​ The court granted defendant's motion to dismiss because the asserted claims of plaintiff’s 3-D workspace patents encompassed unpatentable subject matter and found that the claims lacked an inventive concept. "[N]either the problem [plaintiff's] patents purportedly solve (limited screen space for the display and organization of documents) nor the suggested solution (arranging documents by frequency of use) is 'necessarily rooted in computer technology.' To the contrary, storing documents that are less frequently used in a library or on a bookshelf as opposed to on one’s desk is a common solution to a common problem of limited space in physical offices everywhere. . . . The elements of the claims that relate to the means of moving and positioning the document objects suffer from the same lack of inventive concept. According to [plaintiff], the 'touch and drop' and 'flicking' gestures were 'improvements specifically adapted for a 3-D space' because 'known techniques for operating a 2-D workspace such as drag and drop techniques were not efficient.' But the patents do not disclose any specific ways, hardware or software, that a user may program or implement these gestures. . . . An additional problem for [plaintiff] is that the patents and claims here, which are defined in terms of their functionalities only, raise a serious preemption concern."

TriDim Innovations LLC v. Amazon.com, Inc., 3-15-cv-05477 (CAND September 19, 2016, Order) (Donato, USDJ)

Tuesday, September 20, 2016

Preliminary Injunction Denied in Light of Post-Motion Events Reflecting No Loss of Market Share

The magistrate judge recommended denying plaintiffs' motion for a preliminary injunction to preclude the sale of the accused products because plaintiffs failed to establish irreparable harm and found that post-motion activity did not support plaintiffs' claim of loss of market share. "In their opening brief . . . [plaintiffs] argued then that [defendant's] infringement would deprive them of their right to exclusive manufacture and sale of the patented products, which would in turn result in 'immediate loss of business to [plaintiff] including a loss of market share and market opportunities in the United States.'. . . Yet Plaintiffs' claims were not born out. As of . . . four months after Plaintiffs' opening brief was filed [plaintiff's global marketing director] acknowledged that he did 'not [then] have proof or knowledge of any lost business.' And two and a half months after that, when Plaintiffs filed their reply brief . . . the record was hardly much different. . . . Indeed, seven months after the Motion was filed, Plaintiffs can point to scarcely any lost sales at all, and have made no assertion that the amount of [plaintiff's] product sales in the hospitals referenced above have made any appreciable dent in [plaintiff's product's] market share."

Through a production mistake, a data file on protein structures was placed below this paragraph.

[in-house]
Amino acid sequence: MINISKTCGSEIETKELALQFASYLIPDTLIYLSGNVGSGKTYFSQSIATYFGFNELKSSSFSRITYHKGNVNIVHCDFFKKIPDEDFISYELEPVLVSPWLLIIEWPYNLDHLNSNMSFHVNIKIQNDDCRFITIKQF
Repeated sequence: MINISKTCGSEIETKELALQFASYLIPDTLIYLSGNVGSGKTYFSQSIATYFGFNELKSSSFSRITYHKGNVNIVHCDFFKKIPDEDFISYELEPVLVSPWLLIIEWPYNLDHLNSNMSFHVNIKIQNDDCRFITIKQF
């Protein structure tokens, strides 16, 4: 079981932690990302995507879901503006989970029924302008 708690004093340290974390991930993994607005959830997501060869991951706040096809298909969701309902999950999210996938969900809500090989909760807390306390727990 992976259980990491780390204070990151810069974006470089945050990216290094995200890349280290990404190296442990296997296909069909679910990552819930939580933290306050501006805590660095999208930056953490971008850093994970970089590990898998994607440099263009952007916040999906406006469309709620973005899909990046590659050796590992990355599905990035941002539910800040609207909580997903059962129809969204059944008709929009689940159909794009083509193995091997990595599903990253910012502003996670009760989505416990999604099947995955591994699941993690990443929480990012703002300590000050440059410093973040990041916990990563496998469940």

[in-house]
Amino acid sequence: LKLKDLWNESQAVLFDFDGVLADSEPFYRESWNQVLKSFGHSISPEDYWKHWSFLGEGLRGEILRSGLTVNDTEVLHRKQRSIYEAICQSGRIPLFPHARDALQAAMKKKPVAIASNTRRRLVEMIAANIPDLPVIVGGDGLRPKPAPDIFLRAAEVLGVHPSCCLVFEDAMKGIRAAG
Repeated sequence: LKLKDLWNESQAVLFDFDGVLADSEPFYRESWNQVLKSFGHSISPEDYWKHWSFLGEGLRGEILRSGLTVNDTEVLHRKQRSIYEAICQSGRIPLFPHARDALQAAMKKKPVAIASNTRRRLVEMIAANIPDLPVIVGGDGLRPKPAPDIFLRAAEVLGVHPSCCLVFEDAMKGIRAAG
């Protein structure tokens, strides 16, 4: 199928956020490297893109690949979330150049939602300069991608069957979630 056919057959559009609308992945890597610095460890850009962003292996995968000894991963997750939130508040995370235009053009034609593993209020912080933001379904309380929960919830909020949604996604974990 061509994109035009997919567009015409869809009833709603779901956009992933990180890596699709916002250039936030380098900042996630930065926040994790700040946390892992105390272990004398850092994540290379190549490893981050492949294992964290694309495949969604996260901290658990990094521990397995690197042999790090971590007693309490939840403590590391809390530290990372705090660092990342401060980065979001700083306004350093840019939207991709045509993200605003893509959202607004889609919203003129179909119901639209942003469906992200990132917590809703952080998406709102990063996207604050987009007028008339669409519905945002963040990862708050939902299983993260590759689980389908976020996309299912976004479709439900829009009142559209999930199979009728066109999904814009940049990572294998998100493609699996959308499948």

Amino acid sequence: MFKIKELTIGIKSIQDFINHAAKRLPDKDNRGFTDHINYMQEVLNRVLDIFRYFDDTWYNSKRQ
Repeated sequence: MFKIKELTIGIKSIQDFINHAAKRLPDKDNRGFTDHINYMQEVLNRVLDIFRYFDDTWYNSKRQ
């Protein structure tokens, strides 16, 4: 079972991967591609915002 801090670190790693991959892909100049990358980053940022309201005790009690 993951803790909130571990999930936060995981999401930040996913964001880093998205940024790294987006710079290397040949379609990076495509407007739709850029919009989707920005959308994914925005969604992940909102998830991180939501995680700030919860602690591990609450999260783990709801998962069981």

Integra LifeSciences Corporation et al v. HyperBranch Medical Technology, Inc., 1-15-cv-00819 (DED September 12, 2016, Order) (Burke, MJ)

Monday, September 19, 2016

Content Management Patents Not Ineligible Under 35 U.S.C. § 101​